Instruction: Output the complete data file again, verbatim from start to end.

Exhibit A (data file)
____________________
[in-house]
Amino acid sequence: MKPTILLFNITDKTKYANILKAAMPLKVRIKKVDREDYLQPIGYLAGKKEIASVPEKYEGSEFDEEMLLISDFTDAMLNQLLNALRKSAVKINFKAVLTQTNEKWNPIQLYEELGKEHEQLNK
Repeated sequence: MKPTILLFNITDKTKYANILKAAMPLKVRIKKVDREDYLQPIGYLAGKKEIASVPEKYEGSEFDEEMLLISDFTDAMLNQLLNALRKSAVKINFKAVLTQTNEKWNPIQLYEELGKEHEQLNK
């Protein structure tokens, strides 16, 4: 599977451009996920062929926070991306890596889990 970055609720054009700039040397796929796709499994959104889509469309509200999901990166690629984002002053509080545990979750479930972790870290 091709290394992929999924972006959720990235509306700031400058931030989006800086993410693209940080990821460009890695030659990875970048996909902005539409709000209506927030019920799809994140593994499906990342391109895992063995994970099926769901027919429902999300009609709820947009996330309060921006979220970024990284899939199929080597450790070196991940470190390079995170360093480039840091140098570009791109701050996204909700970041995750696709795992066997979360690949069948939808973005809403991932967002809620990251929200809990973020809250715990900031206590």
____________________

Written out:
[in-house]
Amino acid sequence: MKPTILLFNITDKTKYANILKAAMPLKVRIKKVDREDYLQPIGYLAGKKEIASVPEKYEGSEFDEEMLLISDFTDAMLNQLLNALRKSAVKINFKAVLTQTNEKWNPIQLYEELGKEHEQLNK
Repeated sequence: MKPTILLFNITDKTKYANILKAAMPLKVRIKKVDREDYLQPIGYLAGKKEIASVPEKYEGSEFDEEMLLISDFTDAMLNQLLNALRKSAVKINFKAVLTQTNEKWNPIQLYEELGKEHEQLNK
């Protein structure tokens, strides 16, 4: 599977451009996920062929926070991306890596889990 970055609720054009700039040397796929796709499994959104889509469309509200999901990166690629984002002053509080545990979750479930972790870290 091709290394992929999924972006959720990235509306700031400058931030989006800086993410693209940080990821460009890695030659990875970048996909902005539409709000209506927030019920799809994140593994499906990342391109895992063995994970099926769901027919429902999300009609709820947009996330309060921006979220970024990284899939199929080597450790070196991940470190390079995170360093480039840091140098570009791109701050996204909700970041995750696709795992066997979360690949069948939808973005809403991932967002809620990251929200809990973020809250715990900031206590």